11. Iceland has no army and is recognized as the world’s most peaceful country.
According to 2016 Global Peace Index Report, Iceland stands first as the most peaceful country, followed by Denmark and Austria. Iceland does not even have a standing army. It only has Coast Guard which also maintains Iceland Air Defense System and an Iceland Crisis Response Unit to support peacekeeping missions. It is listed in the Guinness Book of Records as “Country ranked most at peace” and “Lowest military spending per capita”. Since it became an independent republic in 1944, only one person has been killed by armed police in Iceland. (1, 2, 3)
12. There is an anti-incest app in Iceland that stops you from accidentally hooking up with a cousin as many Icelanders share common ancestors considering the small population.
Developed by three app developers from Sad Engineer Studios, the Islandiga App uses a database to find out how an Icelander is related to another. It also has family trees, family statistics, and birthday calendar including the birthdays of all the relatives which gives notifications on their birthdays. The app also has a feature that notifies via text and sound if the user bumps into someone who is related. (1, 2)
13. Iceland has the world’s first directly elected female head of state and first openly gay prime minister. Also, it was ranked 2nd in the strength of its democratic institutions.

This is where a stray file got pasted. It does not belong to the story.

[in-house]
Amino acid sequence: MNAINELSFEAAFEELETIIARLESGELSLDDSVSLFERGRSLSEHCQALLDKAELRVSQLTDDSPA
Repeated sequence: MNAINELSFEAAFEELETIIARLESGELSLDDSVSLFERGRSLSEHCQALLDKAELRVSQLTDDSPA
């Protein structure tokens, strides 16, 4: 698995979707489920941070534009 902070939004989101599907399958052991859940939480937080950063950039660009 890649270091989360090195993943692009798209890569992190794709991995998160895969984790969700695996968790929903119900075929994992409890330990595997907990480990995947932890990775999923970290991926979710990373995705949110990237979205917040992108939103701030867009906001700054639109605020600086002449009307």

Iceland has a unique political situation as the governments of the country have always been in a coalition as no single party received the majority of seats in Althing throughout the republican period. Thus, two or more parties were involved in the coalition. It was also the first country to have a political party, Kvennalistinn (Women’s List or Women’s Alliance), formed entirely by women in 1983. In 1980, Vigdís Finnbogadóttir was elected as president, the first directly elected female head of state, and in 2009 Jóhanna Sigurðardóttir became the first openly gay prime minister. (source)
14. Icelanders do not have family names. Instead, they carry names derived from the first names of their father or mother.
Icelanders use the traditional Nordic naming system, which includes a family name (or last name) that is comprised of their father’s (or mother’s) first name with the addition of -dóttir (-daughter) or -son. If you look at a phonebook in Iceland, you will find the names sorted by first names, rather than last names. Therefore, everyone in Iceland calls each other by their first name. There is also an Icelandic Naming Committee that keeps a list of officially approved given names that a parent can give their child, and any new name not in the register has to approved by the law. (1, 2, 3)
15. In Iceland, you can hand-draw a map on a piece of mail without an address, and it will still make it to its destination.
According to a Reddit thread, a tourist in Reykjavik mailed an envelope to a farm in Hvammsveit, West Iceland, with a hand-drawn map instead of an address. It only included the name of the village and the country, and the words “a horse farm with an Icelandic/Danish couple and three kids and a lot of sheep” at the top and “the Danish woman works in a supermarket in Búðardalur” at the bottom instead of the names of the receivers. The letter successfully made it to the farm. (source)
16. There is a natural rock formation off the coast of Iceland that looks like a giant elephant.